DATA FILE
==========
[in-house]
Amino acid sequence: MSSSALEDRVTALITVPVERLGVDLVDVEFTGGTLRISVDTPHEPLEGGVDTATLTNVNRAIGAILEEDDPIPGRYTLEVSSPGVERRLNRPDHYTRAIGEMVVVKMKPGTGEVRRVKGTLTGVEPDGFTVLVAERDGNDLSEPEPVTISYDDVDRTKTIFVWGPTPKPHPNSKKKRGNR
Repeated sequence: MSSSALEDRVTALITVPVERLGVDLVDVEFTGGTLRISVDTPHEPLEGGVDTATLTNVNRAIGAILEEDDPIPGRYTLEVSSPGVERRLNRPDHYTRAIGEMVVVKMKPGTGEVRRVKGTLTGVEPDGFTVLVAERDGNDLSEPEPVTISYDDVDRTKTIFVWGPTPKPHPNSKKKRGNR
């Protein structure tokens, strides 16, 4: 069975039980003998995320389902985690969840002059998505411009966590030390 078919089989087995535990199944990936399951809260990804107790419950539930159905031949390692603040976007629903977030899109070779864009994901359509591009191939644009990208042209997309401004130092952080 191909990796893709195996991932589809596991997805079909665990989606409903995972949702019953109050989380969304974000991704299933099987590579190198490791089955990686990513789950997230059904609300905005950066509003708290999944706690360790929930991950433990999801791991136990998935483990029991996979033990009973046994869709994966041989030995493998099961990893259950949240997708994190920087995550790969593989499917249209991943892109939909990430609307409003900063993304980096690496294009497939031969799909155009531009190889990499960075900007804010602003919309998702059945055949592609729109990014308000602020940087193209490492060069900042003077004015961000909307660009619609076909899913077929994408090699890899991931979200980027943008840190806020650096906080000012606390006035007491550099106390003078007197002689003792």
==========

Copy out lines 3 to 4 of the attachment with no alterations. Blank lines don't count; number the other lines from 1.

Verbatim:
Repeated sequence: MSSSALEDRVTALITVPVERLGVDLVDVEFTGGTLRISVDTPHEPLEGGVDTATLTNVNRAIGAILEEDDPIPGRYTLEVSSPGVERRLNRPDHYTRAIGEMVVVKMKPGTGEVRRVKGTLTGVEPDGFTVLVAERDGNDLSEPEPVTISYDDVDRTKTIFVWGPTPKPHPNSKKKRGNR
């Protein structure tokens, strides 16, 4: 069975039980003998995320389902985690969840002059998505411009966590030390 078919089989087995535990199944990936399951809260990804107790419950539930159905031949390692603040976007629903977030899109070779864009994901359509591009191939644009990208042209997309401004130092952080 191909990796893709195996991932589809596991997805079909665990989606409903995972949702019953109050989380969304974000991704299933099987590579190198490791089955990686990513789950997230059904609300905005950066509003708290999944706690360790929930991950433990999801791991136990998935483990029991996979033990009973046994869709994966041989030995493998099961990893259950949240997708994190920087995550790969593989499917249209991943892109939909990430609307409003900063993304980096690496294009497939031969799909155009531009190889990499960075900007804010602003919309998702059945055949592609729109990014308000602020940087193209490492060069900042003077004015961000909307660009619609076909899913077929994408090699890899991931979200980027943008840190806020650096906080000012606390006035007491550099106390003078007197002689003792």